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Ben Jones
Ben Jones, UK Lawyer
Category: Employment Law
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I am returning to work after 12 months maternity leave and

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I am returning to work after 12 months maternity leave and my employer called last week to tell me my job location could no longer be from home (as it has been for over 2 yrs) and would now have to be office based - with a long commute!! Can they do this - its the same job just a change to the location. It makes it hard for me to do the job because of the commute and impact on childcare I have for my two boys. They say they want to do it so I can be with a new team now based at this new office location. thx

Ben Jones :

Hello, my name is XXXXX XXXXX it is my pleasure to assist you with your question today. Why can they no longer allow you to work from home?

Customer: Not actually given me a reason other than they would rather I was more visible. I have had 99% performance achievement so xant be anything to do with my work. I took this job as a position whereby I could work from home as they denied my flexible working request in my last position. Forced me to resign and said they could only offer me this position if i did resign.
Customer: I forgot to say Hi!! Thanks for helping me :0)
Ben Jones :

So you have resigned?

Customer: No. I haven't given them a response yet. I just said i needed time to think.
Ben Jones :

ok ler me just my response together

Ben Jones :

ah that didn't make any sense, I'll try again - let me just get my response together, thanks

Customer: I have a clause in my contract that says if they want to change my home working arrangements then they can, but they have to give me 3 months written notice. They said the location change was effective as I return to work - maybe they don't realise about this clause... But even with this the change itself is so unreasonable and I'm sure I'm supposed to return after maternity leave so no less advantageous conditions???? All advice hugely appreciated as they are pushing me for a response.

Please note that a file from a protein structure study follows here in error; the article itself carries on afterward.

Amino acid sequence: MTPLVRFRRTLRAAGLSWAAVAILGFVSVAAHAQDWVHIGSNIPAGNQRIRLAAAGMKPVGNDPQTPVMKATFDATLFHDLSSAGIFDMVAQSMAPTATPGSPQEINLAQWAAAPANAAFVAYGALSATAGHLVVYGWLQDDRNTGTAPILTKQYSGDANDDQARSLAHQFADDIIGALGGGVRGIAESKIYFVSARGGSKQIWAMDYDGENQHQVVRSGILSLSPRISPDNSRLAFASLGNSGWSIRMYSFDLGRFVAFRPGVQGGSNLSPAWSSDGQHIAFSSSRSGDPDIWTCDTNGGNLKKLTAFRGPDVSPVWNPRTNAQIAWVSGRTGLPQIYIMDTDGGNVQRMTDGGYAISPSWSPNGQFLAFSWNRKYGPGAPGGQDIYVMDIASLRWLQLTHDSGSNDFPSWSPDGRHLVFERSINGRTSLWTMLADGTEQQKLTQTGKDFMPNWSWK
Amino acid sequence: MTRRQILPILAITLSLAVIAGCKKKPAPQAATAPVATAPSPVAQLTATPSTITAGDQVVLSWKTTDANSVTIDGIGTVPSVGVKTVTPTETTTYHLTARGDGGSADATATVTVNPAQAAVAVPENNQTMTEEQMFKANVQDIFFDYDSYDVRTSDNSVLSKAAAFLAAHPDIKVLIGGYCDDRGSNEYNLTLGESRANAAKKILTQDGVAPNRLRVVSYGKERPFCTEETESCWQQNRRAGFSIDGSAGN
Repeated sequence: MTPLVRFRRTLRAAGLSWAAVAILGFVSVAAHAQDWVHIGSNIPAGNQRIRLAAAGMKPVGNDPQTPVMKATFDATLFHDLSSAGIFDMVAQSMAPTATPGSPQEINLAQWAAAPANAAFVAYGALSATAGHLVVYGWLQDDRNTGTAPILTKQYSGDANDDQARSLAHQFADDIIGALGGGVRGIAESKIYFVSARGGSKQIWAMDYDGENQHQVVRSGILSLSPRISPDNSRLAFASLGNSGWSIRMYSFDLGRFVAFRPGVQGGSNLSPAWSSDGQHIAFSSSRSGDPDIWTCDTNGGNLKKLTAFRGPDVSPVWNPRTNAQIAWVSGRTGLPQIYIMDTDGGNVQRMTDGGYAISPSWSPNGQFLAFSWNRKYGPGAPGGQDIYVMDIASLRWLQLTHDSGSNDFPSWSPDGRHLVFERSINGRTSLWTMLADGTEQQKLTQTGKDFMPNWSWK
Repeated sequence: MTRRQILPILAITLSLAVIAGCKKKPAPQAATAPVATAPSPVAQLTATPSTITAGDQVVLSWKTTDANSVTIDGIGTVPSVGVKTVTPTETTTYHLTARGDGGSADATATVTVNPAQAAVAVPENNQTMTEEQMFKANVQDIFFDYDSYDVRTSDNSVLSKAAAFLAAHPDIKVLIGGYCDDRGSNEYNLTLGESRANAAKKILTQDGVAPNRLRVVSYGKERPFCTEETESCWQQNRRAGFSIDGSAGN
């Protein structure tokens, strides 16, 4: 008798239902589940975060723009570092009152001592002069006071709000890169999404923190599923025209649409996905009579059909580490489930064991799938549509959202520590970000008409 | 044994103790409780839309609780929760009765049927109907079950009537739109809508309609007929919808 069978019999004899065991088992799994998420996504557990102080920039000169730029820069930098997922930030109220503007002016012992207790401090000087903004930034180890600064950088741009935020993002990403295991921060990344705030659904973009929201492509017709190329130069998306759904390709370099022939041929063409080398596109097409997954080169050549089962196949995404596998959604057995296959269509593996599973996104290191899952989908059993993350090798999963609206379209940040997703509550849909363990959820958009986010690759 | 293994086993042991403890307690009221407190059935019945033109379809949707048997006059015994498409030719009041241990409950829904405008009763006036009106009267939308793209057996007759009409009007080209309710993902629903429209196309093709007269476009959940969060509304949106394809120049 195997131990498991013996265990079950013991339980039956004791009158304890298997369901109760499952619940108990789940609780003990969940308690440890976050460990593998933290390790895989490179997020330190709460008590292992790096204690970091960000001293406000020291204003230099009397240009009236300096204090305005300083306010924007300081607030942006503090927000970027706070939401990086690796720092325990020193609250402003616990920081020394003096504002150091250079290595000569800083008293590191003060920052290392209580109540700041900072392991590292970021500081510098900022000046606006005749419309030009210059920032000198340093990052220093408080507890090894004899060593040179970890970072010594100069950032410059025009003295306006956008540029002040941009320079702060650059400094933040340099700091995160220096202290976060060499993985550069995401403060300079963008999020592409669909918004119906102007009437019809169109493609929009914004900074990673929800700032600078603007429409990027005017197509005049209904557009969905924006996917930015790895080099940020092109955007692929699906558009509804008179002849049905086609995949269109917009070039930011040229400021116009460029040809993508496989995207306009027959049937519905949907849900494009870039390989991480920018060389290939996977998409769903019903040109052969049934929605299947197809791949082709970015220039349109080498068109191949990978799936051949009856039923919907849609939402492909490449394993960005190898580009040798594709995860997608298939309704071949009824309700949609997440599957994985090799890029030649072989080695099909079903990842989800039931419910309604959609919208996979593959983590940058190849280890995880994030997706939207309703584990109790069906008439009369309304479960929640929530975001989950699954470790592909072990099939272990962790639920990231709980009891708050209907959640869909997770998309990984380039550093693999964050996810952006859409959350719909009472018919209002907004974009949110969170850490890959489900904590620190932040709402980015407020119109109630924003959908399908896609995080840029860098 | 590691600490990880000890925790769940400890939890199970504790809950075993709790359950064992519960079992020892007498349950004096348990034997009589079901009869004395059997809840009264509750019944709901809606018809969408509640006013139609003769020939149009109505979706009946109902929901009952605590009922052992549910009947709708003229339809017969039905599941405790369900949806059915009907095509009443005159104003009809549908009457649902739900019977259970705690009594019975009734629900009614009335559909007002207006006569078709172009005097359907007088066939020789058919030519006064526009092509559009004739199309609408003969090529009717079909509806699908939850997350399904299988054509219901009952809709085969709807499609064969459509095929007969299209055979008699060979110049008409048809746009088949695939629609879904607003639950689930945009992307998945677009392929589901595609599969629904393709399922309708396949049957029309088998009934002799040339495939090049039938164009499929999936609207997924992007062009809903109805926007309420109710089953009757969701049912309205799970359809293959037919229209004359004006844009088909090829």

Ben Jones :

According to Reg. 18 of The Maternity and Parental Leave Regulations 1999, an employee who takes Additional Maternity Leave (i.e. between 6-12 months off) is entitled “to return to the job in which she was employed before her absence, or, if it is not reasonably practicable for the employer to permit her to return to that job, to another job which is both suitable for her and appropriate for her to do in the circumstances.”


This means that there is no guarantee of a return to the job you performed before going on maternity leave. If the employer can show that it is not reasonably practicable to allow you to return to that job, they need to find you something that is both suitable and appropriate for you to do instead.


A common issue that arises is whether the reason for not being reasonably practicable to allow the employee to return to her old job is actually justifiable. The employer needs to show that there is a genuine reason which makes it no longer practicable to allow you to return to your old job, this is not just a formality.


There may be a clause allowing them to make changes to your location. As such clauses give the employer the unreserved to change any term, so as to evade the general rule that changes must be mutually agreed, courts will rarely enforce such clauses. Nothing but the clearest language will be sufficient to create such a right and the situation must warrant it. Any attempt to rely on such clauses will still be subject to the requirement of the employer to act reasonably and can be challenged as above.


In terms of taking the matter further, the options available to challenge this depend on what has happened so far:

  • If your employment has not terminated but you are unreasonably being denied the opportunity to return to your old job, that could amount to pregnancy and maternity discrimination and/or unlawful detriment

  • If you have been given an alternative job which you find unsuitable, then you could resign and make a claim for constructive dismissal and/or sex discrimination.


Each of the above claims will be made in the employment tribunal and you can seek compensation for loss of earnings and/or injury to feelings.


Finally, you can try and continue working at home by submitting a formal flexible working request. The employer has a duty to seriously consider it and can only reject it on a specified number of grounds.